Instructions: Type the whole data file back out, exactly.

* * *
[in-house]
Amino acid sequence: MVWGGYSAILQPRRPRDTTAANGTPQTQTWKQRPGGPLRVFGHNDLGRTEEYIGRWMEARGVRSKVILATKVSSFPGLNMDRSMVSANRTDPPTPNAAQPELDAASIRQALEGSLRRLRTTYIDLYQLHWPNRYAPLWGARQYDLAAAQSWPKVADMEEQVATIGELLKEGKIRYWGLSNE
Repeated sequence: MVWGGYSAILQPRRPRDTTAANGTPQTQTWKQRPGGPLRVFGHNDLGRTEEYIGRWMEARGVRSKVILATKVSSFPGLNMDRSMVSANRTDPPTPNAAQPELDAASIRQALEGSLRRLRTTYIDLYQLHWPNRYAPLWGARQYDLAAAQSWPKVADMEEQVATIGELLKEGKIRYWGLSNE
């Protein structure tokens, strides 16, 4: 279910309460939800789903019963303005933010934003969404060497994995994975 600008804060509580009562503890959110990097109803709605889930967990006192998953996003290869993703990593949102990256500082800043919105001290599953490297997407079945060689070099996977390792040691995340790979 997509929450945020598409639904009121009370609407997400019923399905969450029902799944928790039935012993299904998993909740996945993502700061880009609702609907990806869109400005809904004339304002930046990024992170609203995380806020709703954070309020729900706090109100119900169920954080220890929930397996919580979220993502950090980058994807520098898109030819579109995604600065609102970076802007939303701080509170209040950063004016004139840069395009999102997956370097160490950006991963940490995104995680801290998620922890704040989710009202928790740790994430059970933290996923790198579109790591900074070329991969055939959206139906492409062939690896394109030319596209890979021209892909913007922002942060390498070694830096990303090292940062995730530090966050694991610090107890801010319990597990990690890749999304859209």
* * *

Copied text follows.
[in-house]
Amino acid sequence: MVWGGYSAILQPRRPRDTTAANGTPQTQTWKQRPGGPLRVFGHNDLGRTEEYIGRWMEARGVRSKVILATKVSSFPGLNMDRSMVSANRTDPPTPNAAQPELDAASIRQALEGSLRRLRTTYIDLYQLHWPNRYAPLWGARQYDLAAAQSWPKVADMEEQVATIGELLKEGKIRYWGLSNE
Repeated sequence: MVWGGYSAILQPRRPRDTTAANGTPQTQTWKQRPGGPLRVFGHNDLGRTEEYIGRWMEARGVRSKVILATKVSSFPGLNMDRSMVSANRTDPPTPNAAQPELDAASIRQALEGSLRRLRTTYIDLYQLHWPNRYAPLWGARQYDLAAAQSWPKVADMEEQVATIGELLKEGKIRYWGLSNE
């Protein structure tokens, strides 16, 4: 279910309460939800789903019963303005933010934003969404060497994995994975 600008804060509580009562503890959110990097109803709605889930967990006192998953996003290869993703990593949102990256500082800043919105001290599953490297997407079945060689070099996977390792040691995340790979 997509929450945020598409639904009121009370609407997400019923399905969450029902799944928790039935012993299904998993909740996945993502700061880009609702609907990806869109400005809904004339304002930046990024992170609203995380806020709703954070309020729900706090109100119900169920954080220890929930397996919580979220993502950090980058994807520098898109030819579109995604600065609102970076802007939303701080509170209040950063004016004139840069395009999102997956370097160490950006991963940490995104995680801290998620922890704040989710009202928790740790994430059970933290996923790198579109790591900074070329991969055939959206139906492409062939690896394109030319596209890979021209892909913007922002942060390498070694830096990303090292940062995730530090966050694991610090107890801010319990597990990690890749999304859209």